Then there's the "Church" recital - using the sanctuary of a church is a natural choice for producing a concert, and most churches charge only a nominal fee for the rental of their sanctuary (and, as a bonus, most have a decent piano - and will allow you to use it - with an additional fee if you need it tuned).

The greatest price - in every case - will be (and should be) advertising. As the saying goes, you have to spend a buck to make a buck. Social media is great, but it's not enough for concert promotion - neither is email. Press releases to print media and radio are essential, as are offers to media for interviews and "exclusives" about the "upcoming event" - you have to "create a buzz" about the event for them (the media) to take notice and cover it - BEFORE it happens. You need to send invitations to concert reviewers so that your performances are reviewed and written about in the paper - when that happens you have more ammunition when you begin preparing the NEXT concert.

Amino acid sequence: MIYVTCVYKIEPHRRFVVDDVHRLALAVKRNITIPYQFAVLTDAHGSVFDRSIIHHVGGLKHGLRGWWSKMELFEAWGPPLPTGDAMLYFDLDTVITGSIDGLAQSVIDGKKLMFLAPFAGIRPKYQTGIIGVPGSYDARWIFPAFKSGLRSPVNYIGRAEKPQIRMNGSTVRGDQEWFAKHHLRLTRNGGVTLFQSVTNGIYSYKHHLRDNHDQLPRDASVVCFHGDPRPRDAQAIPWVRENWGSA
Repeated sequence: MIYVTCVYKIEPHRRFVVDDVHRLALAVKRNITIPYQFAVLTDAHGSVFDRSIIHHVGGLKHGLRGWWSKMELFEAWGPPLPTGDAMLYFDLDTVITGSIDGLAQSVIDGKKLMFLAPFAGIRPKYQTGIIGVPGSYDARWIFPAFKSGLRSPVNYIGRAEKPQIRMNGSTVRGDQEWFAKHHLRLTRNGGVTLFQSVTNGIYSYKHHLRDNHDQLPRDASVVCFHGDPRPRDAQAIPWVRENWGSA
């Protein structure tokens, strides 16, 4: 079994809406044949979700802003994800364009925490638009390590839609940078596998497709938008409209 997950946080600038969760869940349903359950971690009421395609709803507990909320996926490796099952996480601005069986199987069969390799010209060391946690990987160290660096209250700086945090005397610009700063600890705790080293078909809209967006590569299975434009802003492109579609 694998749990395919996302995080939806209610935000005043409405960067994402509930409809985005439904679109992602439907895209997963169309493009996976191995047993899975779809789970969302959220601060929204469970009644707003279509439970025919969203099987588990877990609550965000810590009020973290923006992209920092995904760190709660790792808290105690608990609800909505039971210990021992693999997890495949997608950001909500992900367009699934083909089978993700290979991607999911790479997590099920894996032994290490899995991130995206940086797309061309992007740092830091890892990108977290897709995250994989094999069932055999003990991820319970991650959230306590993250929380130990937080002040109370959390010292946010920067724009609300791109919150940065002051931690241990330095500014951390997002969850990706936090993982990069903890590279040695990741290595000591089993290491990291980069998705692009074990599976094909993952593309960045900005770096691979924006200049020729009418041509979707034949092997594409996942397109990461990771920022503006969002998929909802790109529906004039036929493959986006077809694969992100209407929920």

At April 30, 2012 at 10:03 AM , Blogger Peter Amsel said...

To conclude (I think my comment was at the length limit) - when I was working for as music director of the new music society called "Espace Musique" we had many debates about the amount we would spend on promotional material and advertising. Running an ad in the newspaper was expensive, but - depending on when, and where it was placed, it could hit a target audience that would come to the show. The board usually wimped out on the spending and didn't want to pay the extra, until our final concert (we'd lost our grant for the rest of the season). We had a great ensemble coming - The Gryphon Trio - and I insisted that we run ads in the paper and in programs on other concerts. Well, it worked - we had a packed concert hall for the event. Was it the advertising or was it the ensemble ... since we didn't have another concert after that one to test the methods, I'll never know, but I'm quite certain that it was a combination of the two as I've seen those results for other new music events in this city at other times.

Suffice it to say, don't give up - what we need in new music is a drastic paradigm shift to the way things are done - music has to leave the concert hall and become more accessible to the people, to people who wouldn't ordinarily find themselves in a concert hall.

Good luck - and again, thank you.
-p